take long for it to become apparent at last (Tuesday) night’s Kodiak City Council work
session that there was little if any support for raising the tax on alcohol to
help pay for the soaring costs of the new police station and jail.
A pair of
ordinances will before the council at its regular meeting on Thursday night to
raise the tax from six percent to 10 percent, but given the comments from most
of the council members, neither of them are likely to pass.
More than a
dozen members of CHARR, the trade group that represents bars and liquor stores,
were in attendance. Carmen Lunde (lun-DEE), the group’s public relation’s
person, said asking one user group to pay for a community facility is unfair:
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happen, I wouldn’t have voted for it.”)
Jack Maker agreed with Lunde (lun-DEE):
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paid for by the people who use it most.”)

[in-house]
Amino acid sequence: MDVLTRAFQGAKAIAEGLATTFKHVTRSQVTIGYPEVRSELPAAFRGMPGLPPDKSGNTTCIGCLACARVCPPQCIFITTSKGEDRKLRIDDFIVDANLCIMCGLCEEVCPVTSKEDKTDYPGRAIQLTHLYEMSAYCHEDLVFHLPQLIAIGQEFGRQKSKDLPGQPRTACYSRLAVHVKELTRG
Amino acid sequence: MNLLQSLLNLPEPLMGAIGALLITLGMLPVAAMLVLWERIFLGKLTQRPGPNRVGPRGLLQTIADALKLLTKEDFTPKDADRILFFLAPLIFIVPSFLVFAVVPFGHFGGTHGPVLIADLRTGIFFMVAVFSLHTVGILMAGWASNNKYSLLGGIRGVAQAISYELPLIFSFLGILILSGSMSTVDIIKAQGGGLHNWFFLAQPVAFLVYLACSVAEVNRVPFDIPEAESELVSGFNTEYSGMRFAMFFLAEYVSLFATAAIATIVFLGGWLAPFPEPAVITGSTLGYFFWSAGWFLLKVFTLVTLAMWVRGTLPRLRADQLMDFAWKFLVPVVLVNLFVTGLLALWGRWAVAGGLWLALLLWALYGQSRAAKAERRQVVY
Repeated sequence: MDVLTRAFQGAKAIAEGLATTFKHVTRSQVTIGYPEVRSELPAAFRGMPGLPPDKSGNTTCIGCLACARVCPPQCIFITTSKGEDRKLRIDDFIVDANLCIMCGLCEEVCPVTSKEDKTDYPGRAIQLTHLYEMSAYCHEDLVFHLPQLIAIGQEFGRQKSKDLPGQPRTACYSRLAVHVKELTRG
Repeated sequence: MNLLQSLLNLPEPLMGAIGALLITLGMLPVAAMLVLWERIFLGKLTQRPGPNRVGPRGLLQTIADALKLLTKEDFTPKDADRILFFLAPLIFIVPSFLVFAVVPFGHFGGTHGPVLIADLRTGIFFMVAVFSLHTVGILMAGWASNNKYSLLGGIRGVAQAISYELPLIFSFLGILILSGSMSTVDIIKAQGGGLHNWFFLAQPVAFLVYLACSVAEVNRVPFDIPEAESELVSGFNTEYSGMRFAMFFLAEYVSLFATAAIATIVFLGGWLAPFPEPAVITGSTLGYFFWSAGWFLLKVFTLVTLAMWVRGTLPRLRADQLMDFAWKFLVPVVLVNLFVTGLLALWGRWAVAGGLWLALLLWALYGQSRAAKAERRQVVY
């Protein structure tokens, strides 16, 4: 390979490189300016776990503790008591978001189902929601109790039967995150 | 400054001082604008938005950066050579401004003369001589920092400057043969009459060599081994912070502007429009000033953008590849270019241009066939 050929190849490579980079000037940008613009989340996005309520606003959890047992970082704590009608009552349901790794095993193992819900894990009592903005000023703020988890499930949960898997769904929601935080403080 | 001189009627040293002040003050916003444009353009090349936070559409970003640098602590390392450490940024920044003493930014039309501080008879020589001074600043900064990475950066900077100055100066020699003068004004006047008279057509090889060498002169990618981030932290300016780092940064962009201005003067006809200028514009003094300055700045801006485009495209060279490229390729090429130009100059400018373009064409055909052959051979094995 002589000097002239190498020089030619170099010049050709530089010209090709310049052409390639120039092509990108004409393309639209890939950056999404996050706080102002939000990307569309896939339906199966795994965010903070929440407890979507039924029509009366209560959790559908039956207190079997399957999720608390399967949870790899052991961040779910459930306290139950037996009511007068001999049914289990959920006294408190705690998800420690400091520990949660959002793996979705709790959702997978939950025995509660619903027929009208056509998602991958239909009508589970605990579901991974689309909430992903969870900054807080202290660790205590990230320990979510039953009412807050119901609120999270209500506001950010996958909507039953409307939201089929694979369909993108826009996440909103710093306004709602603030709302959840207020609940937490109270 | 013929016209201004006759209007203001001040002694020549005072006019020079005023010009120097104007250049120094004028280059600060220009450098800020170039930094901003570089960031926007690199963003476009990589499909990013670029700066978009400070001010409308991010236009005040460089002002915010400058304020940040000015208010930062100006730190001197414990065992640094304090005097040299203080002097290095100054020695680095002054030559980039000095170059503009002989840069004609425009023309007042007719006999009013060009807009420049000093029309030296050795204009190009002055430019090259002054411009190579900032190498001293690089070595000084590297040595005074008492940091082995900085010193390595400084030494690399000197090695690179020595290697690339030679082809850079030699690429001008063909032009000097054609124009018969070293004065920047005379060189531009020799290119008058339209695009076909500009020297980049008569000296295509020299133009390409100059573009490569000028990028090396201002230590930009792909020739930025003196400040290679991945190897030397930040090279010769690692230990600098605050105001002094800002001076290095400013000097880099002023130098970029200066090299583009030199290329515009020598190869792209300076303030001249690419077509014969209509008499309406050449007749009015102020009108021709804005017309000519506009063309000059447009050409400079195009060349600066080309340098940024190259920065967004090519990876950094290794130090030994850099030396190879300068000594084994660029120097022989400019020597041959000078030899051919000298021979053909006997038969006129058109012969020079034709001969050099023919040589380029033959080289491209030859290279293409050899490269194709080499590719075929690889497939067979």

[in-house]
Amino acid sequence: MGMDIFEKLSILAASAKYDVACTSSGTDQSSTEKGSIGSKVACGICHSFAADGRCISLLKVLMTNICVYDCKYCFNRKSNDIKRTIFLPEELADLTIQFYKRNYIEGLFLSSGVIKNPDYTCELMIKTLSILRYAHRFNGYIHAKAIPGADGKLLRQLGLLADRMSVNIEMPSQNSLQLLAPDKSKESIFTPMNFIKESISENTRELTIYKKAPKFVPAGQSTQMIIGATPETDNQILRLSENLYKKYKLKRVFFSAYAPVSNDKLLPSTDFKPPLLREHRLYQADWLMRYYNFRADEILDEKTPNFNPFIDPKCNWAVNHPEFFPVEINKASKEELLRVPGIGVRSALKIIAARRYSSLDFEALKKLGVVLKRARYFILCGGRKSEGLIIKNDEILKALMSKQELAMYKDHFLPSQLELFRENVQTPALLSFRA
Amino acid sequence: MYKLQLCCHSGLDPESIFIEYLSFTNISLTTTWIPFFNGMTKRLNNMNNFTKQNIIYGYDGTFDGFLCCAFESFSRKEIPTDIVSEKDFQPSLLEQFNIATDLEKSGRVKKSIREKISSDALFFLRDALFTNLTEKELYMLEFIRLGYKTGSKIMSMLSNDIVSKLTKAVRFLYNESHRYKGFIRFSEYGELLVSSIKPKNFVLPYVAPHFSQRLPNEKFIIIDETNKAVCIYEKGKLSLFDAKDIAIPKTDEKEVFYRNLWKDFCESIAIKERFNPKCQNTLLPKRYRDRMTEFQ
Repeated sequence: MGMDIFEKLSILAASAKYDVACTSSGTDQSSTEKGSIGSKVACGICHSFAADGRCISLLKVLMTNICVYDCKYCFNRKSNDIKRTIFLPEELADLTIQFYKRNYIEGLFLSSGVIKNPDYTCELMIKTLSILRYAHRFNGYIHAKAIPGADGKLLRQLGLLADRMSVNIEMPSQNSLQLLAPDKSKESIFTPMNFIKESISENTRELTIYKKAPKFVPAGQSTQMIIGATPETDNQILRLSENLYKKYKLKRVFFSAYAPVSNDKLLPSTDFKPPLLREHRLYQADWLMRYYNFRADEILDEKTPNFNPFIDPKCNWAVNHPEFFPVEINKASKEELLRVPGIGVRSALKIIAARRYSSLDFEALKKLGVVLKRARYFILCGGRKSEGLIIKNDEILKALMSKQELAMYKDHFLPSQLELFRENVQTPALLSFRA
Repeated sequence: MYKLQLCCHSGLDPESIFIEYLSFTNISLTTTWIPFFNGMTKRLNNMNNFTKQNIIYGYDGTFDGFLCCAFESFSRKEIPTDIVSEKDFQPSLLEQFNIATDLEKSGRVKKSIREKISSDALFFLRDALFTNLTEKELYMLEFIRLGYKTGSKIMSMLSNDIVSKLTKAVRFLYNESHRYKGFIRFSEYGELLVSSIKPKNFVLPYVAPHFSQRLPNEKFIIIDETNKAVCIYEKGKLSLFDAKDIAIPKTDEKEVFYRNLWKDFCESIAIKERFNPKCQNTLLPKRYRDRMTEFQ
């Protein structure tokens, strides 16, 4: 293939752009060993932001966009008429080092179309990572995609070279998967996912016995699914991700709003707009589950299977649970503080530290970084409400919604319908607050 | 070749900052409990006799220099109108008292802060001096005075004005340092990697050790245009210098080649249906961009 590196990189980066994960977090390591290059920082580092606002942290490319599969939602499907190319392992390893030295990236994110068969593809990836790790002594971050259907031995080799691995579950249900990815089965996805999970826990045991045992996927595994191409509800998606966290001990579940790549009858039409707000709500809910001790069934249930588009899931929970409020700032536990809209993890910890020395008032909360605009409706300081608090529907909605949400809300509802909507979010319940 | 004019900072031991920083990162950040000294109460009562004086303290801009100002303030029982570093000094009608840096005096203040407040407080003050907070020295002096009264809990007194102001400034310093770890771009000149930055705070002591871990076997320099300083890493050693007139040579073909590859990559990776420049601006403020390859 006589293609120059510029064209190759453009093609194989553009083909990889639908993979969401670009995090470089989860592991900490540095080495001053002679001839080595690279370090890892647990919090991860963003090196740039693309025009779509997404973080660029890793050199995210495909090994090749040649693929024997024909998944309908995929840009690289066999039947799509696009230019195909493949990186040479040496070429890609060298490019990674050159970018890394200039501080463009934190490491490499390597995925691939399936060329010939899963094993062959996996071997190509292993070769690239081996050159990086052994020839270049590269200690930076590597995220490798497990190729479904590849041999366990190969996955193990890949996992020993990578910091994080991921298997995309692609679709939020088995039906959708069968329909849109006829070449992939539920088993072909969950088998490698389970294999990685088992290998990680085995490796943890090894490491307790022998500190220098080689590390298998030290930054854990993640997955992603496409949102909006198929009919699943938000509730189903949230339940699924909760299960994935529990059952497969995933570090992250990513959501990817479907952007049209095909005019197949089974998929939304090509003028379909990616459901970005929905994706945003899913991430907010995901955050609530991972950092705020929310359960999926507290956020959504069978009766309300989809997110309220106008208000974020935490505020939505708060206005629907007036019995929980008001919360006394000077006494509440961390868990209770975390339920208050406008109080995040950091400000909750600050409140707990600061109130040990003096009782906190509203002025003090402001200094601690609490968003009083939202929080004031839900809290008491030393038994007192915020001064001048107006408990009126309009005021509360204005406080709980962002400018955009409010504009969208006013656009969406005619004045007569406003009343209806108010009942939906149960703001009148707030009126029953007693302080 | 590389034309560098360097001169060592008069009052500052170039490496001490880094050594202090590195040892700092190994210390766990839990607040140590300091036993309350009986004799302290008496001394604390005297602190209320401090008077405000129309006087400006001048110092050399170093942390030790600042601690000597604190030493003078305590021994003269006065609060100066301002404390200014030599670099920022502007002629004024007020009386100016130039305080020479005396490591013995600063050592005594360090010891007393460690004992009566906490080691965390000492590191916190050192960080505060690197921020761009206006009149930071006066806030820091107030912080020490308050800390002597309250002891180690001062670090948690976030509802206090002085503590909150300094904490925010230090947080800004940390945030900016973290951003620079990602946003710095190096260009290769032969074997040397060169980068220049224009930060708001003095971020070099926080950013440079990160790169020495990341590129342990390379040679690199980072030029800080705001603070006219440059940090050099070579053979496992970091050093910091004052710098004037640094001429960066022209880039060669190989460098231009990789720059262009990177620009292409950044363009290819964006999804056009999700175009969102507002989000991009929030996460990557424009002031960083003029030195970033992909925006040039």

that while charging more for alcohol may sound like a good idea on its surface,
opposition by CHARR would surely derail it:
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that sounds… ah … wait a minute.”)
needs more money to pay for the police station and jail because costs have
jumped about 10 million dollars this year. Councilman Charlie Davidson pushed
to abandon the Mill Bay Road site where groundwork is already being done, but
City Manager Linda Freed said another redesign and further delays would not
save the city any money. She said the station will never been cheaper to build
than it is right now.
Tom Walters suggested redesigning the jail portion of the building unless the
State of Alaska pays for a larger portion of the its construction.
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then we ought to look towards the holding tank.”
tank would keep prisoners for only 24 hours until they are arraigned, at which
point the state would have to ship them to the mainland. The design of the jail
calls for over 20 beds, which would allow some criminals to serve short
two alcohol tax increases, the council will also have an ordinance to put a
6-million-dollar bond issue before the voters to pay for the cost increases of
the new police station and jail.